Extreme Poverty In The U.S. Has Doubled In The Last 15 Years

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Think Progress
Pat Garofalo
March 9, 2012
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According to the latest Census Bureau data, nearly 50 percent of Americans are either low-income or living in poverty in the wake of the Great Recession. And a new study from the National Poverty Center shows just how deep in poverty some of those people are, finding that the number of households living on less than $2 per day (before government benefits) has more than doubled in the last 15 years:

The number of U.S. households living on less than $2 per person per day — which the study terms “extreme poverty” — more than doubled between 1996 and 2011, from 636,000 to 1.46 million, the study finds. The number of children in extremely poor households also doubled, from 1.4 million to 2.8 million.


 

While extreme poverty doubled overall, it tripled amongst female headed households. Of course, there’s always the tact taken North Carolina Republican State Representative George Cleveland last week, who simply denied that anyone in his state lives in extreme poverty. As we noted at the time, “the 728,842 North Carolinians who are classified as living in deep poverty might take issue with that assessment.”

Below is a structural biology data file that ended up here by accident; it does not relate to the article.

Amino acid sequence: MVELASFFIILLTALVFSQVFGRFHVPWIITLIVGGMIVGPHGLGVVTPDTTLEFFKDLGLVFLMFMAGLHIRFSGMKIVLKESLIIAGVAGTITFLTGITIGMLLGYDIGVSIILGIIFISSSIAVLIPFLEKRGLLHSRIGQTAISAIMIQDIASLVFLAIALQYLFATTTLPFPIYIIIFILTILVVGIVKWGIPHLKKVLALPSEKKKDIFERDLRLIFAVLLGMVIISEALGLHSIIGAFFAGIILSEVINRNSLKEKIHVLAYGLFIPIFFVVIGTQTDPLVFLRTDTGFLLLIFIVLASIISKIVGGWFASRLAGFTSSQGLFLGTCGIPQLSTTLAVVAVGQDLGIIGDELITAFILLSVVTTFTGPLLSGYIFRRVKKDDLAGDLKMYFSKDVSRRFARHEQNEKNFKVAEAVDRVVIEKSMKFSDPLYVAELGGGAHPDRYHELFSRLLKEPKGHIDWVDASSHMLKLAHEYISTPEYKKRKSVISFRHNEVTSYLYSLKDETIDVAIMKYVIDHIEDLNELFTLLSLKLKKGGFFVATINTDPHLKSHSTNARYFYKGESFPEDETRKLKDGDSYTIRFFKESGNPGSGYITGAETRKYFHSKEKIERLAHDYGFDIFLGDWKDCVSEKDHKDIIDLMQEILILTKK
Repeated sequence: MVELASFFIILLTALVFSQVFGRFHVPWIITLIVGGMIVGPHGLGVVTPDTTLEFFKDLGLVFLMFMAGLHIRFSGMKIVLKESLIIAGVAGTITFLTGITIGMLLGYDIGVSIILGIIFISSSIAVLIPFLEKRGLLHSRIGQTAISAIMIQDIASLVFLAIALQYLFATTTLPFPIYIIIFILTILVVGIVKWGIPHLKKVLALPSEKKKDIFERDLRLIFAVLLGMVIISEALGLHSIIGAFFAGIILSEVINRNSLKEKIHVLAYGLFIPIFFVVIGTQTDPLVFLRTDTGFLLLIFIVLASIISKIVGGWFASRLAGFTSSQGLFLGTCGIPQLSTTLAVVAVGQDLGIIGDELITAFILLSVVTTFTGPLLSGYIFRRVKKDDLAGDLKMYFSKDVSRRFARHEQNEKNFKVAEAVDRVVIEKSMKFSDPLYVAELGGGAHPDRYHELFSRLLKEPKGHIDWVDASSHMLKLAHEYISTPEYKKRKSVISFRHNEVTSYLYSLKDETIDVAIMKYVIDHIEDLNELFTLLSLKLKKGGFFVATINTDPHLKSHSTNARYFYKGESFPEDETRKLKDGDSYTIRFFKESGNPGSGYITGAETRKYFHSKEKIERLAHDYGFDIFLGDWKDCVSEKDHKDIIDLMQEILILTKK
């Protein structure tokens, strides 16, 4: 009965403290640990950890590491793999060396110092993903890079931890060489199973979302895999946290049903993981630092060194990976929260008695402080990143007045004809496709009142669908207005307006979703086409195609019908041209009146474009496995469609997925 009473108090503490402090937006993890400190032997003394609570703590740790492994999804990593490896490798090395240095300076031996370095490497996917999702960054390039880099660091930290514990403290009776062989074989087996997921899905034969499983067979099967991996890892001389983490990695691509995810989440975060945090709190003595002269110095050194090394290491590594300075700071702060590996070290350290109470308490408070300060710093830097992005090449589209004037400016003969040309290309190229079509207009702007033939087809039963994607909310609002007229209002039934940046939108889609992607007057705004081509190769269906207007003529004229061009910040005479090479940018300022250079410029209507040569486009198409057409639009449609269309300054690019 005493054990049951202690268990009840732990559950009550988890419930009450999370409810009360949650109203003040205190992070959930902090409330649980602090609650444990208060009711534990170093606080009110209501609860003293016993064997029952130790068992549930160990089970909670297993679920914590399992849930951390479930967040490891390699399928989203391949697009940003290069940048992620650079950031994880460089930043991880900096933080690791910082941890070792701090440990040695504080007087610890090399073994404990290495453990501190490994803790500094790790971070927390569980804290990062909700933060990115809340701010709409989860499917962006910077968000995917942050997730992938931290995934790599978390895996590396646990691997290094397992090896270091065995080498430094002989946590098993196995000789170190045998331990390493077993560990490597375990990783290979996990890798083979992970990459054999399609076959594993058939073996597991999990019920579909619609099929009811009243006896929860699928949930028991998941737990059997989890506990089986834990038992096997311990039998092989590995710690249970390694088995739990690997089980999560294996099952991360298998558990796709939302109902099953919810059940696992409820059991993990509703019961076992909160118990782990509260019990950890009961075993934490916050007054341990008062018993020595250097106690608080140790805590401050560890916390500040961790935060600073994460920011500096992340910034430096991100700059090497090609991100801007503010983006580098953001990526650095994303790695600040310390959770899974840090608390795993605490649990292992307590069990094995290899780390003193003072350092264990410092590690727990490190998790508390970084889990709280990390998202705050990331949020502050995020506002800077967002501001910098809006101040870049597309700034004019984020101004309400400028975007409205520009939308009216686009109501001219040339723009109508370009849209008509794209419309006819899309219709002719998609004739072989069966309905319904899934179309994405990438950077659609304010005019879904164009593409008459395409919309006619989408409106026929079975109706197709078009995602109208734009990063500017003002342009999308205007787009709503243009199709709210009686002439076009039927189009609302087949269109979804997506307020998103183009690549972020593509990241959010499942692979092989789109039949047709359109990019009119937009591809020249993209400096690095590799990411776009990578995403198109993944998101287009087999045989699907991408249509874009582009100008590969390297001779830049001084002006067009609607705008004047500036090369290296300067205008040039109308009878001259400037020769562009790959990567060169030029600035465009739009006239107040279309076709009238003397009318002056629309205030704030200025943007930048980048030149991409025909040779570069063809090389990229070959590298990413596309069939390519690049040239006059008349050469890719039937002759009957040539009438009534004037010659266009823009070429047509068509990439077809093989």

Find the full National Poverty Center report, Extreme Poverty in the United States, 1996-2011.


This material [article] was created by the Center for American Progress Action Fund.

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Well, with the cost of living yawals rising and wages pretty much not, it becomes over the course of time very difficult to live off $1.50 a day, given for example the fact that in London, Ontario, and other major Canadian cities, an adult cash fare bus ticket is $2.75 cents one way. Also staples for a healthy diet namely fruit and vegetables and other expenses such as gas, hydro, coffee, clothing and basically almost everything else have recently been reported in the news as having increased quite dramatically and over a short time in their price . BUT it is possible to recycle coffee grounds and of course, we cannot forget the advice we received a number of years back to tighten our belts and to not complain about but to rather eat the dinted cans of tuna and be happy to have these things. I suppose we are pretty much in the lap of luxury though compared to those people who must walk for miles just for putrid water, so I guess poverty and hardship are all a matter of our perspective and what we are used to or what we consider acceptable standards of living ourselves and others on this planet we must all share.This is an acceptable and rational answer, but damn it, why is everything getting so darn expensive!?!!!!

March 18 at 03:03am

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